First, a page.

Jessica MacDowall currently with the autobiographical book “A violent love – the road to a worthy life” – talks about the horror relationship

Jessica MacDowall currently with the autobiographical book A violent love
Jessica MacDowall survived – but the violence in the marriage left its mark

Published: Less than 20 min ago

full screenJessica MacDowall tried for a long time to hide what was going on at home. “I had so much guilt and shame that I stayed,” she says. Photo: MAGNUS SANDBERG

If you’re reading the text below and recognize yourself, then book author Jessica MacDowall has a message for you: Stop hoping.

She knows. She herself has survived ten years of violence in a close relationship.

It won’t get better.

– Leave him, she says.

Violence in intimate relationships takes place in just about all walks of life.

Jessica MacDowall is a telling example of that. While she worked as a television producer at a successful production company and lived in a beautiful house, she was also exposed to mental and physical abuse at home.

In the end, her ex-husband was sentenced to prison for gross violation of women’s privacy. It took a long, painful legal process and tons of testimony, but today Jessica is free to tell. And she does it in the book “A violent love – the way to a dignified life”.

A driving force is that she wants to teach the public more about one of our biggest social problems, violence in close relationships, she says.

– If you do not understand the mechanisms behind violence in a close relationship, it is difficult to help.

In the book, she describes a whirlwind love affair. But also how the road to violence began with words. With a decomposition process. It was about little chicks in the beginning. Things that bothered Sebastian – like how Jessica dressed, who she hung out with.

– We were hugely passionate and in love at the beginning, and I lived in the rush of love, but then those little girls came when I least expected it. I was very confused by it, and it settled. One second I was on a pedestal, and the next it was like I wasn’t quite ready. I began to adapt quite soon, gradually. Then the maids came more and more frequently, the boundaries were shifted in the relationship. The balance of power between us was upset, I was at a disadvantage right from the start.

First battle

In the book, she also describes how Sebastian used silence as a weapon in the relationship.

– I started to avoid conflicts, because it could lead to him having angry outbursts or refusing to talk to me. He could shut me up for a week, which is another form of mental abuse.

– But everything I’m mentioning now was mixed with passion and love, we had a lot of fun together too, so it wasn’t constantly bad, but rather a roller coaster.

The first blow did not come in the first or second year. The physical violence became apparent when Jessica and her young son had moved in with Sebastian. The decomposition process had then gone a long way, as had her attempts to “adapt”. She held on to the hope that things would get better, she says.

Her social life was then also curtailed, as Sebastian became annoyed when she hung out with her friends. The bubble shrunk and she began to live his life more and more.

And then came the first blow.

– Of course, a wise and healthy person wouldn’t stay in a relationship that starts with punching and punching, but when it happened, I was already co-dependent. You have to see it in the light of a normalization process where both parties have moved their borders. So what was completely unthinkable at the beginning of the relationship eventually became normal. It’s like a dance of death, she says.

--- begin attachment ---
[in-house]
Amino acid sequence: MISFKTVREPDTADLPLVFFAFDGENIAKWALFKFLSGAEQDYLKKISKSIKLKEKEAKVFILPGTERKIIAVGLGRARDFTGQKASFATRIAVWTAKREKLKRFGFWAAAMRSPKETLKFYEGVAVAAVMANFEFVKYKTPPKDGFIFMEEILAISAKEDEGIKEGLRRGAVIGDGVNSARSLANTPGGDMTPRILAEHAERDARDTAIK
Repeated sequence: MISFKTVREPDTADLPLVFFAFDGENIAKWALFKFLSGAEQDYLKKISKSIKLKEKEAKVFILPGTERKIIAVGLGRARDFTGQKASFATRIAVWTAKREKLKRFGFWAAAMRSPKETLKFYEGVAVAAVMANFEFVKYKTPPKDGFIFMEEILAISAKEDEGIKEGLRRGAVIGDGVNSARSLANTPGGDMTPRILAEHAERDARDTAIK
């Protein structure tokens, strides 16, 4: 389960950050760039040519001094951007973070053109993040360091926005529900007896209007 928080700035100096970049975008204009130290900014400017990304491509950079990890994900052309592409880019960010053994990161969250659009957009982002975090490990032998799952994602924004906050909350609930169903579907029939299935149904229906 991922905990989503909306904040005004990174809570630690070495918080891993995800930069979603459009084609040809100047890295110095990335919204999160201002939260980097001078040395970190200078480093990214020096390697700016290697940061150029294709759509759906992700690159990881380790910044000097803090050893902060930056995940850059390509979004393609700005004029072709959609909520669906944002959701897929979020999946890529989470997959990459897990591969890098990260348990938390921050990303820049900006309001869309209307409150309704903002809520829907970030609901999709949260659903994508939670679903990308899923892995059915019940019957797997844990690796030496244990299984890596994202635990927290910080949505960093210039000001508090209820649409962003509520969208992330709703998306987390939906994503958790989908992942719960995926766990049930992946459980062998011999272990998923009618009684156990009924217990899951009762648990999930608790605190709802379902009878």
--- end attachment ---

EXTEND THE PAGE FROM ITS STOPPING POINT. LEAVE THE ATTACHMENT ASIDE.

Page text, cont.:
full screen – When you live in big houses with big gardens, nobody hears you when you scream, when the violence happens, says Jessica MacDowall. Photo: MAGNUS SANDBERG

Could have cost her her life

– He never said sorry afterwards. I irrationally reasoned with myself that it was a one-off and that he was probably too embarrassed to apologize. I hid my bruises after the first beating, it looked terrible, and I thought “If he sees what he has done, he will leave me because he cannot live with what he has done”. So we never talked about it.

Jessica and Sebastian got married. But the violence escalated, as did the outbursts in front of Jessica’s son. A child he promised to adopt, but now rather pushed away. Soon another bond was formed: she became pregnant with his child and they bought a house together.

Women like me come into the emergency room and say that they have fallen, slipped on a patch of ice, fallen off their bike, they don’t tell the healthcare system what has happened.

In the book, she tells of at least two instances – Sebastian is convicted of both – that could have cost her her life. At one point she was pushed down a flight of stairs, then he slammed her head into the wall. In the second case, she was thrown into a bathtub where her back hit a large turn-of-the-century faucet.

– It is dangerous to live with violence in a close relationship. Many people associate deadly violence with guns and attachments, but that’s not how most people die from domestic violence, but you can die from a fall. I also have physical problems, but from that, a pain in my back that I will have to live with, after the fall into the bathtub. And it could have ended much worse, she says and continues:

– Violence in close relationships also costs society billions a year, women like me come into the emergency room and say they have fallen, slipped on a patch of ice, fallen off their bike, you don’t tell the healthcare system what has happened. That is why it is so important that the healthcare system documents all injuries, because there may come a time when the woman is ready to tell.

Relatives wondered

Leaving seemed increasingly difficult, and Jessica did everything to hide what was going on within the four walls of the home. Even when colleagues saw bruises on Jessica’s skin.